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NHS England faces first legal challenge to plans for Accountable Care Organisations

NHS England faces a legal challenge to its plans to overhaul how the health service operates, which critics say are unlawful and could lead to patients being denied treatment.

Campaigners are trying to derail plans to introduce of “accountable care organisations” (ACOs), which they say could force doctors to decide what care a patient needs based on how much money is available rather than how sick someone is.

If the changes go through then individual hospital trusts and clinical commissioning groups (CCGs) will no longer each receive an annual budget of their own.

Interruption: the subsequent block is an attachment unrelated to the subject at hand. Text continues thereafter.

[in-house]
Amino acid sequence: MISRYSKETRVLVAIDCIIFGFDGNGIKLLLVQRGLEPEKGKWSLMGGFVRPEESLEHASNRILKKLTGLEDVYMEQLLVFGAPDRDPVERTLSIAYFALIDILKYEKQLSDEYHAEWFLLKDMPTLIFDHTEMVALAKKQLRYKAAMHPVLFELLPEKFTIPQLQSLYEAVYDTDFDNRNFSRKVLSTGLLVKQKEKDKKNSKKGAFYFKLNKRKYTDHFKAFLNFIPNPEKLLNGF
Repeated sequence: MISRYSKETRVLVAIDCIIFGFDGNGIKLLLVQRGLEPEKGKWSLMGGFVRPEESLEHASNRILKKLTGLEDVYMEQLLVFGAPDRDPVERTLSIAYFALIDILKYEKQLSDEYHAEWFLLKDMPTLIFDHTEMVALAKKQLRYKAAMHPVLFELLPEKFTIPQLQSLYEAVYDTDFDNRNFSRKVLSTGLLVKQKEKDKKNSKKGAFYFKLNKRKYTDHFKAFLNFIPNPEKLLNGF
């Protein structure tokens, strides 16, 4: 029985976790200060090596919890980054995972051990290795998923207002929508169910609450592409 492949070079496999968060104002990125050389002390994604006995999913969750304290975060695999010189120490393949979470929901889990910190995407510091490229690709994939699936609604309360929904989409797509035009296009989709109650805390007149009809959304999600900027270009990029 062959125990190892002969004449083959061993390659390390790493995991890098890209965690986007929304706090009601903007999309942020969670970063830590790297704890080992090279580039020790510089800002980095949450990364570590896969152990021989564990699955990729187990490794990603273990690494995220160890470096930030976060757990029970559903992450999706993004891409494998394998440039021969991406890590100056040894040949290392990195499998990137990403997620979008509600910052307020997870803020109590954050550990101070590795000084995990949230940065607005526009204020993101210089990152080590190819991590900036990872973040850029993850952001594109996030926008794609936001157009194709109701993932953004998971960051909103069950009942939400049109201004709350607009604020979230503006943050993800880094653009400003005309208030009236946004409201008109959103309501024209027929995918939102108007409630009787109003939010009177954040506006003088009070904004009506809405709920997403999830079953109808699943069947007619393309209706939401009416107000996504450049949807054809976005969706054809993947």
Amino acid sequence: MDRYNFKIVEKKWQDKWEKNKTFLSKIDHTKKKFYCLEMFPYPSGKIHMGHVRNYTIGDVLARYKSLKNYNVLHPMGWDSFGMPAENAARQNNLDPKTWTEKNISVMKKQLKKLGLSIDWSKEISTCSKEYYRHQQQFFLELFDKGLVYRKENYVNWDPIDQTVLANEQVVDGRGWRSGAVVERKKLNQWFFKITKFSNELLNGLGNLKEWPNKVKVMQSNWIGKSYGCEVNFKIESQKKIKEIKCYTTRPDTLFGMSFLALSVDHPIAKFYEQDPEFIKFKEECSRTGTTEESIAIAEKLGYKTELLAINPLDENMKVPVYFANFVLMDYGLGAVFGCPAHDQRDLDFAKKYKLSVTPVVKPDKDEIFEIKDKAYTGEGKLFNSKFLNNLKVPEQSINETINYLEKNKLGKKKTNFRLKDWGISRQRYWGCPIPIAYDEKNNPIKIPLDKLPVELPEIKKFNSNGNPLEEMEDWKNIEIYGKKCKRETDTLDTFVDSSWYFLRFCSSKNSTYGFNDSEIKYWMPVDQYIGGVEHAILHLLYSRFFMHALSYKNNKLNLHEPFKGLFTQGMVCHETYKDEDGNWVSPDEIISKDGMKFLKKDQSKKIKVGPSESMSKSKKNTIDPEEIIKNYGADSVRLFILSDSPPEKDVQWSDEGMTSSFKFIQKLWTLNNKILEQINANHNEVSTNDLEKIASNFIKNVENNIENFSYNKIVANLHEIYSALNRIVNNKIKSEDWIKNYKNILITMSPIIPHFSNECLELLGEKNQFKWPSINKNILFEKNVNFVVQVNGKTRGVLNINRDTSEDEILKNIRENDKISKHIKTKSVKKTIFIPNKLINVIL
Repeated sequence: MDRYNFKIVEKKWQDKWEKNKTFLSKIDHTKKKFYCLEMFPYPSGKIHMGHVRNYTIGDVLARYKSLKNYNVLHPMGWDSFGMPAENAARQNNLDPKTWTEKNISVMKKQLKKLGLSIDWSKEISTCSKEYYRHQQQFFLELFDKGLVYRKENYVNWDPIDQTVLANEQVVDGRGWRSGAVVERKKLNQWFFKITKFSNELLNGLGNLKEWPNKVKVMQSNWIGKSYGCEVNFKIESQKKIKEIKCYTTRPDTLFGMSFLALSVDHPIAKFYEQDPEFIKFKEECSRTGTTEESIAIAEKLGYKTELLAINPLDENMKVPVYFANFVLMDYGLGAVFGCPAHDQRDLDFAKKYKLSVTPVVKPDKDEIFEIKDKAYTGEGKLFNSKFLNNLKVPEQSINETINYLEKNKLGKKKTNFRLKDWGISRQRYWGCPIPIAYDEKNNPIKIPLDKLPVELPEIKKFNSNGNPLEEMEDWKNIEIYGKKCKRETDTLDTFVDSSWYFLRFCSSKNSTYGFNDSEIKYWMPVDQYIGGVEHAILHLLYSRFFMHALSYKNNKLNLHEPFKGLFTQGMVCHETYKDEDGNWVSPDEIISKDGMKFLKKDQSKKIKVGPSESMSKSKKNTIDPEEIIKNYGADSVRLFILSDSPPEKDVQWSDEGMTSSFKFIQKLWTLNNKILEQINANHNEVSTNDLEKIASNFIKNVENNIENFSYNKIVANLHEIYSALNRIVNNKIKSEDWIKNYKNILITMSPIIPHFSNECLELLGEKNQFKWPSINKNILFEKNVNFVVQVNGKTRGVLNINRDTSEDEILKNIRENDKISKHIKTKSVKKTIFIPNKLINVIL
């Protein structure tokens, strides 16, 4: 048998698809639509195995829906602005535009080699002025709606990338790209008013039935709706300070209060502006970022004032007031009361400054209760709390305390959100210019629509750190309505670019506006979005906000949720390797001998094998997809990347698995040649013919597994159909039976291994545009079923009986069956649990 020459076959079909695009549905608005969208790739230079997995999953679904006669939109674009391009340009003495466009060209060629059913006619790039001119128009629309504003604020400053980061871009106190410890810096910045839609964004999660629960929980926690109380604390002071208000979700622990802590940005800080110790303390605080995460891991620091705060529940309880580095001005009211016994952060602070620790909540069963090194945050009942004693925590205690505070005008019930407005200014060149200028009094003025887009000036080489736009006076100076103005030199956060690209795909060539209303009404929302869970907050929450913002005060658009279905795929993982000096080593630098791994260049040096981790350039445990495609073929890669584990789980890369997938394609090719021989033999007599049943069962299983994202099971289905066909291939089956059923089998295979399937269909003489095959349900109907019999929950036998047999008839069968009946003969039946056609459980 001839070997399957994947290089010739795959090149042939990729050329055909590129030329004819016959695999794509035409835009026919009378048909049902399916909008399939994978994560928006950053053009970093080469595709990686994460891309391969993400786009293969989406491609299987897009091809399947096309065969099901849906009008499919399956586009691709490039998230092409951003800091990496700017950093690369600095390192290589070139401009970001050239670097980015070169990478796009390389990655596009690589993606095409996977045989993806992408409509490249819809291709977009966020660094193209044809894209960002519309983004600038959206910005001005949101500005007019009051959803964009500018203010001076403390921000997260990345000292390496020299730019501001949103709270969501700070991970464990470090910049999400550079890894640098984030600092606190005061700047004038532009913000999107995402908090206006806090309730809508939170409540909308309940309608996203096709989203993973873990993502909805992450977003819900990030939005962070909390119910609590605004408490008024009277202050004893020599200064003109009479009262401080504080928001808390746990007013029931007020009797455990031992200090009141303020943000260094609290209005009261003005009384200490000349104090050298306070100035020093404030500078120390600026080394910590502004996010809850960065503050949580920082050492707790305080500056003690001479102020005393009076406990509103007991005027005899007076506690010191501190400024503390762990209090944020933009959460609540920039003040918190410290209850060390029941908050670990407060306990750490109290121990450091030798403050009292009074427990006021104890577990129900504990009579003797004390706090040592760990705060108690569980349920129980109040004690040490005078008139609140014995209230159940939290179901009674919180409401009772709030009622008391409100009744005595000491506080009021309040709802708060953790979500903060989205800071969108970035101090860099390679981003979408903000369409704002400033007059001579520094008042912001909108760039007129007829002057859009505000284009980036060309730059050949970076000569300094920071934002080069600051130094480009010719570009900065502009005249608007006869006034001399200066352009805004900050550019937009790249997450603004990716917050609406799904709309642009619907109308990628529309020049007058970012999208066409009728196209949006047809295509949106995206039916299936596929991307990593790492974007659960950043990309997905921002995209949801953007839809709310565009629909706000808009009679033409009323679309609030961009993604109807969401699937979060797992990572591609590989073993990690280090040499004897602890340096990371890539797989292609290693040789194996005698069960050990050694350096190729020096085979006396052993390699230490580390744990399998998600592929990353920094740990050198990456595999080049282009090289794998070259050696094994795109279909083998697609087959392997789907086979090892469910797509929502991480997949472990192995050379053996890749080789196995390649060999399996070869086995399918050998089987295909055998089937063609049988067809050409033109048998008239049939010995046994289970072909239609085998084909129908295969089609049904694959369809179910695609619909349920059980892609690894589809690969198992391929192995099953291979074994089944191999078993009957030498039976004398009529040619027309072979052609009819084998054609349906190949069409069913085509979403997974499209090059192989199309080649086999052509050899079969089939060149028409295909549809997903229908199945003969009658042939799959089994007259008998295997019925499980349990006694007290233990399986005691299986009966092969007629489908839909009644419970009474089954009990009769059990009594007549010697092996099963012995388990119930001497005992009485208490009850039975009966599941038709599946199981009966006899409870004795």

Instead NHS bosses would give a joint budget to pay for healthcare in whole areas of England to an ACO that would be made up of all the acute, mental health and other providers of NHS care locally.

A judicial review has been secured by the campaign group 999 Call for the NHS. The group says the new contracts for the first wave of ACOs are unlawful under the Health and Social Care Act 2012 and could threaten patient safety by forcing hospitals and doctors to ration patients’ access to treatment.

The case, which will be heard by the high court sitting in Leeds, is the first of two judicial reviews which judges have granted to explore the legality of ACOs.

The other will be heard in London on 23 and 24 May.

Read more in The Guardian.

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